Some risks of buying secondhand
Where to buy secondhand
If you have an active local babywearing community, you may be able to find a wrap you like for sale within your community. Many local babywearing groups allow buying/selling/trading of carriers in their Facebook groups. You might also be able to find a secondhand wrap at a consignment sale or even listed on your local Craigslist.
If you cannot find one locally, there are many online options for buying secondhand.
Basic buy/sell/trade group guidelines and etiquette:
Buying a new wrap is great and buying secondhand can also be lots of fun! However, if you are more of a do it yourself type, stay tuned for the next post, about making a DIY wrap.
(This blog post is the first in a series about choosing and using a woven wrap.)
So you want to buy a wrap. You have decided you love the versatility and comfort of wrapping, and you want to dive right in. But if you Google “woven wrap” you are overwhelmed with the number of options and do not know where to start. So many photos of sweet babies and curious toddlers, and wrap designs ranging from rainbows, to hearts, to Harry Potter, to flowers, to soccer balls and so much more. How can you choose?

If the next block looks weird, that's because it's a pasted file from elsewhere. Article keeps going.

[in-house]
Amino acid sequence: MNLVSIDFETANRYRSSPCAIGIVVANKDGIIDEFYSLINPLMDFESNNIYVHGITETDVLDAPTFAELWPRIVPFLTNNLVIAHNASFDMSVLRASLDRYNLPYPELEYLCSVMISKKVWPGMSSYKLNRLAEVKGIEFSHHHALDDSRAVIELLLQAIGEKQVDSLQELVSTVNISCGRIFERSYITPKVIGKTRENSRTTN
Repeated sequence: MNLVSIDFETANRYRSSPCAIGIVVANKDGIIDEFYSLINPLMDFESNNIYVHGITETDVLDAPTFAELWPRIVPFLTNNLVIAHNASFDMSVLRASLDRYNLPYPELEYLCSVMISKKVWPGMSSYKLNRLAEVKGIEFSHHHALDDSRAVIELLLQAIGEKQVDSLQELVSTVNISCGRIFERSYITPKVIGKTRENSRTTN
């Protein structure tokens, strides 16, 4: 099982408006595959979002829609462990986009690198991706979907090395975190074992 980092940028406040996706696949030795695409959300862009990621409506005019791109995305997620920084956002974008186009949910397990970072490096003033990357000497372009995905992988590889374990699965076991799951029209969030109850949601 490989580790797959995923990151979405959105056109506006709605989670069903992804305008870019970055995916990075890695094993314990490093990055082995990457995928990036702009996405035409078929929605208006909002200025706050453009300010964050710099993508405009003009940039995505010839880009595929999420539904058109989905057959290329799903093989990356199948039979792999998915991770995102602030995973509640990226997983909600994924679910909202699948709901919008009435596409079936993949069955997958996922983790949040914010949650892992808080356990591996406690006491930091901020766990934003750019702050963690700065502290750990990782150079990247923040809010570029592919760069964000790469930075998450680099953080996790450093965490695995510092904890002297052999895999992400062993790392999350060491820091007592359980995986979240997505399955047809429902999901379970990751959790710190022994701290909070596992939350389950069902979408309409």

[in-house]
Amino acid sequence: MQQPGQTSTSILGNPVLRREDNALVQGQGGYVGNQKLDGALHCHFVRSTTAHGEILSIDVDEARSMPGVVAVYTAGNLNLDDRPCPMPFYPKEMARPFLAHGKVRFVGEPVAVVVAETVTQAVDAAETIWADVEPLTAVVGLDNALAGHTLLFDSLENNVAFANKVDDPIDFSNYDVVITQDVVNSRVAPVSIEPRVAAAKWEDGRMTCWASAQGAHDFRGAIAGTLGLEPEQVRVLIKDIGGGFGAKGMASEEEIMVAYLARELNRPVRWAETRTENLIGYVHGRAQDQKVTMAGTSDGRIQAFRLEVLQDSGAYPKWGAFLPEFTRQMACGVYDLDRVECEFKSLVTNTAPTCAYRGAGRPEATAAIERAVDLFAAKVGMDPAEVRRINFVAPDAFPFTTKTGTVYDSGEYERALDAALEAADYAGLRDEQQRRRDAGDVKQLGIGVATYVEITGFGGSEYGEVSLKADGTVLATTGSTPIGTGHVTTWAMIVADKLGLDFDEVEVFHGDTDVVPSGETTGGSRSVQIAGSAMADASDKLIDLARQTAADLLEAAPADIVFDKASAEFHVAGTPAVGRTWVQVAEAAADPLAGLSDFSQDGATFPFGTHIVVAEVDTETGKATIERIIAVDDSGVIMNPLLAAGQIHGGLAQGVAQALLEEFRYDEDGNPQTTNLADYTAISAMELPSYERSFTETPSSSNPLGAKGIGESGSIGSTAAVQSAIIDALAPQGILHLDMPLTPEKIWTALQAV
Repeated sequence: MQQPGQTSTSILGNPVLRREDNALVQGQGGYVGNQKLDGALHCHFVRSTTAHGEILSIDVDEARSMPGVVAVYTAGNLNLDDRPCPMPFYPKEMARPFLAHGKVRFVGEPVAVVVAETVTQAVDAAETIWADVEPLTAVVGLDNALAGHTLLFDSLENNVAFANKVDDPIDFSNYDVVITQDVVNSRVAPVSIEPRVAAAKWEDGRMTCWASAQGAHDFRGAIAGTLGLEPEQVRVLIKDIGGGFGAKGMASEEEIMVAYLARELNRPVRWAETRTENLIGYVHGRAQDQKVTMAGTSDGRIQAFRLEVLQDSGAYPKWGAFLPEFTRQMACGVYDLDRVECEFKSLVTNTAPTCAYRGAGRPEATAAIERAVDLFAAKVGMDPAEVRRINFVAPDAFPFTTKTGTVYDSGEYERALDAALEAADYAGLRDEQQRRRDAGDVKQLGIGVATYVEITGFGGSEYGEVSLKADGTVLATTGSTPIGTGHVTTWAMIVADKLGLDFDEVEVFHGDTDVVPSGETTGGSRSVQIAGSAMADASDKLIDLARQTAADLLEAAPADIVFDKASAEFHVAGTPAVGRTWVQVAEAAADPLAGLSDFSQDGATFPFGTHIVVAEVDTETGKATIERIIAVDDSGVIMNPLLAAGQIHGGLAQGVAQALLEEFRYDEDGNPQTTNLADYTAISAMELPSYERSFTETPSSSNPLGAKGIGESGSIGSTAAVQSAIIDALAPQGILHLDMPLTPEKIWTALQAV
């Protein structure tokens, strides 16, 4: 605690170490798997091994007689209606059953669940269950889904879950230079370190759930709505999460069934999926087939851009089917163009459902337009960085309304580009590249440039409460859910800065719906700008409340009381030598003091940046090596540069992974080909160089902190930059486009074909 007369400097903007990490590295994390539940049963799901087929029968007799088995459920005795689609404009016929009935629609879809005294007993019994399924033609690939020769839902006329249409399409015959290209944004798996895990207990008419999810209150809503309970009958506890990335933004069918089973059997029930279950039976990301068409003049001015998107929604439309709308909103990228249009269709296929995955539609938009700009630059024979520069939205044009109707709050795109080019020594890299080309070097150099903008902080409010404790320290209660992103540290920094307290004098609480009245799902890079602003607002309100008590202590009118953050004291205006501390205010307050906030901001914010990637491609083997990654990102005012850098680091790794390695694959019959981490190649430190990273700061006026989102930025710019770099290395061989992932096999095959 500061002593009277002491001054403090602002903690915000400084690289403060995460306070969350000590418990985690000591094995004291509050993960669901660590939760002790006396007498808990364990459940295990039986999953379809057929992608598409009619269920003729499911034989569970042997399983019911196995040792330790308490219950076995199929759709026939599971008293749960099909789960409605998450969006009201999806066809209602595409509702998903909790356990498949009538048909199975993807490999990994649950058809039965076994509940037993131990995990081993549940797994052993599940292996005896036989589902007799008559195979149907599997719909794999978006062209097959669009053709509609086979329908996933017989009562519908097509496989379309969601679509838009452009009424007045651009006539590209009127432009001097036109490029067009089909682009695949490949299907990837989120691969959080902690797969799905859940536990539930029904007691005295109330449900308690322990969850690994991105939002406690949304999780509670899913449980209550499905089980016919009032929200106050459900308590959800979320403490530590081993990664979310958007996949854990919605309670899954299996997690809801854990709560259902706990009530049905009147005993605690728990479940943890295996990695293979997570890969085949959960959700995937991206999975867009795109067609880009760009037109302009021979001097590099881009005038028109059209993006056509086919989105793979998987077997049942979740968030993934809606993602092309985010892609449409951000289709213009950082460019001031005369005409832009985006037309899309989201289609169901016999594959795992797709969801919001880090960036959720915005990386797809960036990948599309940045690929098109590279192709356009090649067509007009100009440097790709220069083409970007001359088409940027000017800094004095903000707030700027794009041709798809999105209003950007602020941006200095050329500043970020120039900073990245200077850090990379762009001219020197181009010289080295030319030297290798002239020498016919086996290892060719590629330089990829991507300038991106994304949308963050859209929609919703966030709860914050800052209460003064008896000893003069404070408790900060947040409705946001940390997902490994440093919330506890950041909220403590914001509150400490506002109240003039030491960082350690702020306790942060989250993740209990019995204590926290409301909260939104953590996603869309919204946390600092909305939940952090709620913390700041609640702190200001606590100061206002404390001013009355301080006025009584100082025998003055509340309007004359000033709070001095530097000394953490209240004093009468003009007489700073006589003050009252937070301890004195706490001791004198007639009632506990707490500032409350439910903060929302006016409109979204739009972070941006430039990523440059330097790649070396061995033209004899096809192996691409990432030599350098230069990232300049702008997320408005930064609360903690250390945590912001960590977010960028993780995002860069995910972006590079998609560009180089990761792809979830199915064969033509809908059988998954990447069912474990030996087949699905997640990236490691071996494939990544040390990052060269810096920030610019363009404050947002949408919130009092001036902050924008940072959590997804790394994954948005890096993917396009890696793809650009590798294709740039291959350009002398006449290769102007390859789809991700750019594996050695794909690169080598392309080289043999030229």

Many people (though certainly not all) appreciate starting with a wrap with non-repeating stripes, a change in color from one rail of the wrap to the other, or some other feature that allows one rail to be easily distinguished from the other. This can help people who are new to wrapping keep track of the how the wrap is moving around them while wrapping, and also can assist in guiding proper tightening throughout the wrap. As for a fabric, many people choose (and love) 100% cotton for their first (or only) wrap. There are other fibers and blends available, each with their benefits and drawbacks, but in general, cotton is a wonderful beginner fiber.
Here are some brands that are known for their striped wraps or different rails. If you have a favorite wrap company that fits this description and isn’t listed here, please share it!